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King stands by hearing on Islamic radicals
Testimony is emotional, at times heated
Pushing back against a firestorm of criticism, the chairman of the House Homeland Security Committee said Thursday his hearings on the radicalization of Muslims in the U.S. shouldn't be viewed as an assault on any particular faith, but rather an effort to highlight a violent offshoot of Islam that continues to threaten the nation.
Amid charges of "Islamophobia," a few angry outbursts and tearful testimony from a lawmaker who shared the story of a young Muslim paramedic who died in the September 11 terrorist attacks, Chairman Peter T. King said the hearing is the first in a series that will examine the inroads Islamic extremism has made among American Muslims.
He told the audience packed into the tiny hearing room that "we must be fully aware that homegrown radicalization is part of al Qaeda's strategy to continue attacking the United States."
"To back down would be a craven surrender to political correctness and an abdication of what I believe to be the main responsibility of this committee — to protect America from a terrorist attack," the New York Republican said, noting a recent Pew Poll that showed that 15 percent of Muslim-American men between the age of 18 and 29 could support suicide bombings. "This is the segment of the community al Qaeda is attempting to recruit."
Mr. King noted that a top White House official recently encouraged him to follow through with the hearing and said the president welcomes Congress' involvement in the issue — a point President Obama's spokesman verified later in the day.
Thursday's hearing took an emotional turn early on when Rep. Keith Ellison, Minnesota Democrat and one of the two Muslims in Congress, broke down during his testimony, while sharing the story of Mohammed Salman Hamdani — a 23-year-old Muslim paramedic who lost his life in the September 11 attacks.
Following the attacks, Mr. Ellison said, rumors swirled suggesting that Mr. Hamdani helped orchestrate the attack on the Twin Towers, and that "it was only when his remains were identified that these lies were fully exposed."
"Mohammed Salman Hamdani was a fellow American who gave his life for other Americans," Mr. Ellison said, choking up at the end of his testimony. "His life should not be defined as a member of an ethnic group or a member of a religion, but as an American who gave everything for his fellow citizens."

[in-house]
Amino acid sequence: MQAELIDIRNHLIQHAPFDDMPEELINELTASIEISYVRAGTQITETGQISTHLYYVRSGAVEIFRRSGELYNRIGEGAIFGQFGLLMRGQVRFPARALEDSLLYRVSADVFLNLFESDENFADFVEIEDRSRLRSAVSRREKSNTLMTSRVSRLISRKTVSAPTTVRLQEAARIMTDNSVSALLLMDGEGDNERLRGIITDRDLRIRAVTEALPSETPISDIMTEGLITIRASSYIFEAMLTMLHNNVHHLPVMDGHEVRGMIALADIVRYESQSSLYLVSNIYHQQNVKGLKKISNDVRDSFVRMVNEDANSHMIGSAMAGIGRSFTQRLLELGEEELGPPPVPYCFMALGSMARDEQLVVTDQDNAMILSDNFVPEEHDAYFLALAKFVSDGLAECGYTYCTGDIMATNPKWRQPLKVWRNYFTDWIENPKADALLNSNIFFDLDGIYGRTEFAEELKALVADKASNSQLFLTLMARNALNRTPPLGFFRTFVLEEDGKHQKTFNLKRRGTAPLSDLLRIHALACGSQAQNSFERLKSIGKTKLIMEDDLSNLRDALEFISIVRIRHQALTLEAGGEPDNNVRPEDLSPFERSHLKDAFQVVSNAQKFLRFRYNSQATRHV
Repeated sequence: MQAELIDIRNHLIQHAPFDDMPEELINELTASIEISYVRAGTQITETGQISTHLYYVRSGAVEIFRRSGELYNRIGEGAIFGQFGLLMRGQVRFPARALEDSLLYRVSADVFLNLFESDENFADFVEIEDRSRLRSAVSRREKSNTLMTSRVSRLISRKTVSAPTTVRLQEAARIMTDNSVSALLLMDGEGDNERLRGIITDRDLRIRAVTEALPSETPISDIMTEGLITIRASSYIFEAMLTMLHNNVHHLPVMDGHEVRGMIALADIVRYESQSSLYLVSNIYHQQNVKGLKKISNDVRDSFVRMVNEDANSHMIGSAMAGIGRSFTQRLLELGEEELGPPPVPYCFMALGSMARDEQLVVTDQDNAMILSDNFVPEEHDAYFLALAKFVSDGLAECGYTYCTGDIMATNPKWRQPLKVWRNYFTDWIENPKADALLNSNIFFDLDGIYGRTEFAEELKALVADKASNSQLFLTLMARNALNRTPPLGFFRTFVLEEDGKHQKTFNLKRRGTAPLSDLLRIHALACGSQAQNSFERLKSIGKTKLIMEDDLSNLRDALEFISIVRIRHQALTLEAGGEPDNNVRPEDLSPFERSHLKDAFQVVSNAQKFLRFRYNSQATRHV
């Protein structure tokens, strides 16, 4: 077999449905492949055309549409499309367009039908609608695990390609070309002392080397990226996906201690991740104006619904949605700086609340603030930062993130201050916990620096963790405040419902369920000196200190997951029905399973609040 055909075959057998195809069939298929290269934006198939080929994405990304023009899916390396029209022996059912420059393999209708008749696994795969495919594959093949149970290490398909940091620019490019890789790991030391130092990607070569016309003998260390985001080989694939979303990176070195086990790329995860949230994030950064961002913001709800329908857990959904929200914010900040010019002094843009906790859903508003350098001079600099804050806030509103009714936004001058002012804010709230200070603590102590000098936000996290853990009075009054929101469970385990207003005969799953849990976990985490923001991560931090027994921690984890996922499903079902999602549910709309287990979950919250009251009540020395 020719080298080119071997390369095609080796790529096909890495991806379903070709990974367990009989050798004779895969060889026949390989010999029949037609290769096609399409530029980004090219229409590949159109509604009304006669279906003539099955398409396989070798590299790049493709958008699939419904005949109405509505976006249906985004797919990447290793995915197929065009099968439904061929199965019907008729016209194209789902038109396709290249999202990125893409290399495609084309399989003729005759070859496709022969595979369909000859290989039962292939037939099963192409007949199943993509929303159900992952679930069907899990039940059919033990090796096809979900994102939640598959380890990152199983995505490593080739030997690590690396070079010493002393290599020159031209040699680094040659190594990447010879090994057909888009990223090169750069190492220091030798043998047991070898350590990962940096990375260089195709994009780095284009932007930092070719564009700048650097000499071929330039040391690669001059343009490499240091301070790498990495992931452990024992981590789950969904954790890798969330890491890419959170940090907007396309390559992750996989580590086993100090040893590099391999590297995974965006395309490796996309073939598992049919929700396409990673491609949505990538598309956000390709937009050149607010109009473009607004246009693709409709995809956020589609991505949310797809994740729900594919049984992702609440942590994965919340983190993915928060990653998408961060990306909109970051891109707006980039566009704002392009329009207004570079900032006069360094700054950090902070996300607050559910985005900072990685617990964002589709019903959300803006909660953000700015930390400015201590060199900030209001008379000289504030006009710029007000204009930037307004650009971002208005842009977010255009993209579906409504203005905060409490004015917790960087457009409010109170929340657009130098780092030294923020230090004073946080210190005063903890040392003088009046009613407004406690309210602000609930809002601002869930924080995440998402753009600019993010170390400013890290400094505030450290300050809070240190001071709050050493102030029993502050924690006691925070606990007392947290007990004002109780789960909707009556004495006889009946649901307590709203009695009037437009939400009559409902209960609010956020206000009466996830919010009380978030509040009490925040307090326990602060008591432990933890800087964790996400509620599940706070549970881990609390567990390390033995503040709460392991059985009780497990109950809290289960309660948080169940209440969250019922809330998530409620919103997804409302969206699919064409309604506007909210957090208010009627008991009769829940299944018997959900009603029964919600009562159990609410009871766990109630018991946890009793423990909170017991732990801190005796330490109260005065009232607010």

Emotions continued to run high during the more than four-hour hearing.
Rep. Sheila Jackson Lee, Texas Democrat, warned "this hearing today is playing into al Qaeda right now around the world," and ignored the chairman as he banged the gavel and repeatedly alerted her that her five minutes to speak had expired.
"I'm overwhelmed by this hearing, and the lack of factual basis for it, and I don't think Muslims should be compared to Nazis, Klansmen and others," she said. "It is an outrage!"
Mr. King again pounded the gavel after Rep. Tom Marino, Pennsylvania Republican, was interrupted by Rep. Al Green. Mr. Green, a black Texas Democrat, argued that lawmakers should also be addressing the threats posed by the Ku Klux Klan.
The division between Democrats and Republicans reflect one of the thorniest debates to emerge in the years since September 11: How to prevent homegrown terror.
A Rasmussen Reports survey released Thursday highlighted the split. The poll showed 39 percent of likely U.S. voters think the federal government doesn't focus enough on the potential threat from domestic terrorism, while 38 percent said the antiterrorism focus is about right.
The verbal jousting between lawmakers felt like political theater at times, but few questioned the painful testimony of two men who told the committee about how relatives had been "brainwashed" by radical Islamic fundamentalism.
Melvin Bledsoe, whose son Carlos is accused of killing one soldier and wounding another in a 2009 attack on a military recruiting center in Little Rock, Ark., warned the panel that a lot of people are "still in denial that we have a problem of radicalization" and told the panel, "tomorrow it could be your son or your daughter."
"One thing for sure: It will happen again," said Mr. Bledsoe, of Memphis, Tenn., "We must stop these extremist invaders from raping the minds of American citizens."
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